In order to allow more than one cable modem 104 to share upstream channel 108, CMTS 102 sends bandwidth grant allocation (MAP) messages to the one or more cable modems 104 for each logical upstream channel in the MAP domain of the downstream. In the DOCSIS 2.0 protocol, these messages are referred to as MAP messages. The MAP messages identify burst types, give start times, and durations for each cable modem that is granted bandwidth on a given upstream logical channel type.

An upstream channel descriptor (UCD) message must be transmitted by CMTS 102 at a periodic interval to define the characteristics of upstream channel 108. A separate message must be transmitted for each active upstream logical channel.

TDMA hardware 112 is specific to the TDMA channel type and includes, but is not limited to, minislot hardware. Likewise, S-CDMA hardware 114 is specific to the S-CDMA channel type and includes, but is not limited to, system timestamp, minislot and frame counter hardware.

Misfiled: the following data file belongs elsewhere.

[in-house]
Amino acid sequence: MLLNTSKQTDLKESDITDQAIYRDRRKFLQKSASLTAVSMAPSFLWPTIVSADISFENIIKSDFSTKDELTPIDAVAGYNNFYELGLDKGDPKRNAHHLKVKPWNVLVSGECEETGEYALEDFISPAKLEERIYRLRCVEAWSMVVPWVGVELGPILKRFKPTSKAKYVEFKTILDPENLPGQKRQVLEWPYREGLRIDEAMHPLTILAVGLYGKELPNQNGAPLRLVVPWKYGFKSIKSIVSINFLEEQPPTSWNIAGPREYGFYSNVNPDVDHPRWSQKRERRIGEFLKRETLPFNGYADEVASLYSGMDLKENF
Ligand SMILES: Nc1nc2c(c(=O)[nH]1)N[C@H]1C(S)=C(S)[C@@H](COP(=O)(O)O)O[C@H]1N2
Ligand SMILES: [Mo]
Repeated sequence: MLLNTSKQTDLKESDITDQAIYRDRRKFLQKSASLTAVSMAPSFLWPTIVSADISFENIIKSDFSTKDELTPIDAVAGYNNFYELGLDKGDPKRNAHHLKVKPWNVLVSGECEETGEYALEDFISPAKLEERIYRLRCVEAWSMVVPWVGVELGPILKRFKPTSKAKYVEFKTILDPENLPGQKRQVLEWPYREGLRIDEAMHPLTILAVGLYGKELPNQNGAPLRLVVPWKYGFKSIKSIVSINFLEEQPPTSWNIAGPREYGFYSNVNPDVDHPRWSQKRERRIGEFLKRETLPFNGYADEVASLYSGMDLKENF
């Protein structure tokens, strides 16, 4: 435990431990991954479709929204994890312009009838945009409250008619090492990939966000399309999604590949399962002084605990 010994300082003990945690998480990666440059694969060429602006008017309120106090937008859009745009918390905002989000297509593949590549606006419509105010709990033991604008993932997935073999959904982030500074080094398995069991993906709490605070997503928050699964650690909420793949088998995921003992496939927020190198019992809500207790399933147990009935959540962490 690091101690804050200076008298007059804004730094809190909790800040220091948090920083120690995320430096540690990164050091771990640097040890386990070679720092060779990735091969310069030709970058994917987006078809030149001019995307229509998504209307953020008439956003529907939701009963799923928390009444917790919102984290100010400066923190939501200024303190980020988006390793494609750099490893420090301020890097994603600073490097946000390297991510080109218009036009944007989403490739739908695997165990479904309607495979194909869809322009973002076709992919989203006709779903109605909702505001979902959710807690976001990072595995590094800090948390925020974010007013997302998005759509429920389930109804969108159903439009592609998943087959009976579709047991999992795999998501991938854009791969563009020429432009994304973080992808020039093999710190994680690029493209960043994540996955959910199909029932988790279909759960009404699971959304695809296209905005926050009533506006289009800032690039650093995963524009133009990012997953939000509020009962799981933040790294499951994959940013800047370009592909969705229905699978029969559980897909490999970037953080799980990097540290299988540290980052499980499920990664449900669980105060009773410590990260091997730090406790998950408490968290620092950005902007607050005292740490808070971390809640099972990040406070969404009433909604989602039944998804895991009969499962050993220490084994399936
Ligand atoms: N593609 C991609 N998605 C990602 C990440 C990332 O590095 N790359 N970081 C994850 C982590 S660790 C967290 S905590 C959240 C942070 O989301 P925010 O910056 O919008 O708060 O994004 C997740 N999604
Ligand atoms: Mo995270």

Timestamp snapshot module 116 allows the present invention to periodically construct the relationship between the system timestamp, a channel's minislot count and the frame count via S-CDMA hardware 114, as will be described in more detail below. As shown in FIG. 2, timestamp snapshot 200 is constructed by timestamp snapshot module 116 and is comprised of a timestamp counter number 202, a minislot counter number 204 and a frame counter number 206. An overview of S-CDMA minislot organization is next described with reference to FIG. 3 in order to facilitate the understanding of the present invention.

C. S-CDMA Minislot Organization

FIG. 3 is a diagram illustrating one example of how minislots may be defined/organized in a S-CDMA channel. As mentioned above, two ways to control minislot size with S-CDMA is to control the size of the frame and/or to control the number of codes in a minislot. FIG. 3 is not meant to limit the invention.

In FIG. 3, the x axis illustrates time divided into frame 0 through frame n. The y axis is divided into 128 codes. Not shown in the diagram is the z axis that divides frequency into different logical channels (e.g., either TDMA or S-CDMA). When the cable system is spreader off, then the modem that is currently being provided with minislot(s) is a TDMA-type of modem. When the cable system is spreader on, then the modem that is currently being provided with minislot(s) is a S-CDMA-type of modem.

In S-CDMA, a minislot contains a programmable number of spreading codes, which can be as low as 2 and as high as 128. A minislot contains symbols from a single cable modem 104. Symbols are numbered first vertically across codes and then horizontally across spreading intervals in a frame.